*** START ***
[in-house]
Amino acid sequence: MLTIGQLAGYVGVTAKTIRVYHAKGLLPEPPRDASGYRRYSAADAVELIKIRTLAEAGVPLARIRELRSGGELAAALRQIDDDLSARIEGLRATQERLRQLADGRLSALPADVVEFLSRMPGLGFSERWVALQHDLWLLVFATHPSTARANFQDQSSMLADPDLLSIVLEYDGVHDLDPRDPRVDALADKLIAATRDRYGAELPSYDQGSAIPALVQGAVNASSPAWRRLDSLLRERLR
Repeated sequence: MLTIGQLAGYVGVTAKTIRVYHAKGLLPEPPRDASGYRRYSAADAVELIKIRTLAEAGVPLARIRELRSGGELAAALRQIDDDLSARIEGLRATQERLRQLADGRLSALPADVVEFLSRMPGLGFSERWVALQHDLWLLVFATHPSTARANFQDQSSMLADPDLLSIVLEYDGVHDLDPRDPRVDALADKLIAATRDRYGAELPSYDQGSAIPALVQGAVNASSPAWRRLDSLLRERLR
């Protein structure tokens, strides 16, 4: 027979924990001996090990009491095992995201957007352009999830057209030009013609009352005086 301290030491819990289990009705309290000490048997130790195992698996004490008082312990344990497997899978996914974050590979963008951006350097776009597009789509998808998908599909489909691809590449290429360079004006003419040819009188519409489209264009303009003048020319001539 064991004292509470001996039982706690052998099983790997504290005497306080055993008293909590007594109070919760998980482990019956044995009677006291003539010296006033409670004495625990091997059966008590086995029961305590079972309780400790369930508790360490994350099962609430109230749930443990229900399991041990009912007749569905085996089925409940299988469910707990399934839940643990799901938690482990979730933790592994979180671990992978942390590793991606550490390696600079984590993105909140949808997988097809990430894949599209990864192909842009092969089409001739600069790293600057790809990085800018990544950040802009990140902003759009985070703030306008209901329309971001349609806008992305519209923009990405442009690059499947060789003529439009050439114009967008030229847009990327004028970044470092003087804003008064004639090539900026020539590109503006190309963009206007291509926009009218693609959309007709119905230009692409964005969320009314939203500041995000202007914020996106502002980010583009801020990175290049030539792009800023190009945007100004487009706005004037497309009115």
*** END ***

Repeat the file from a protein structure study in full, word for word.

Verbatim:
[in-house]
Amino acid sequence: MLTIGQLAGYVGVTAKTIRVYHAKGLLPEPPRDASGYRRYSAADAVELIKIRTLAEAGVPLARIRELRSGGELAAALRQIDDDLSARIEGLRATQERLRQLADGRLSALPADVVEFLSRMPGLGFSERWVALQHDLWLLVFATHPSTARANFQDQSSMLADPDLLSIVLEYDGVHDLDPRDPRVDALADKLIAATRDRYGAELPSYDQGSAIPALVQGAVNASSPAWRRLDSLLRERLR
Repeated sequence: MLTIGQLAGYVGVTAKTIRVYHAKGLLPEPPRDASGYRRYSAADAVELIKIRTLAEAGVPLARIRELRSGGELAAALRQIDDDLSARIEGLRATQERLRQLADGRLSALPADVVEFLSRMPGLGFSERWVALQHDLWLLVFATHPSTARANFQDQSSMLADPDLLSIVLEYDGVHDLDPRDPRVDALADKLIAATRDRYGAELPSYDQGSAIPALVQGAVNASSPAWRRLDSLLRERLR
């Protein structure tokens, strides 16, 4: 027979924990001996090990009491095992995201957007352009999830057209030009013609009352005086 301290030491819990289990009705309290000490048997130790195992698996004490008082312990344990497997899978996914974050590979963008951006350097776009597009789509998808998908599909489909691809590449290429360079004006003419040819009188519409489209264009303009003048020319001539 064991004292509470001996039982706690052998099983790997504290005497306080055993008293909590007594109070919760998980482990019956044995009677006291003539010296006033409670004495625990091997059966008590086995029961305590079972309780400790369930508790360490994350099962609430109230749930443990229900399991041990009912007749569905085996089925409940299988469910707990399934839940643990799901938690482990979730933790592994979180671990992978942390590793991606550490390696600079984590993105909140949808997988097809990430894949599209990864192909842009092969089409001739600069790293600057790809990085800018990544950040802009990140902003759009985070703030306008209901329309971001349609806008992305519209923009990405442009690059499947060789003529439009050439114009967008030229847009990327004028970044470092003087804003008064004639090539900026020539590109503006190309963009206007291509926009009218693609959309007709119905230009692409964005969320009314939203500041995000202007914020996106502002980010583009801020990175290049030539792009800023190009945007100004487009706005004037497309009115």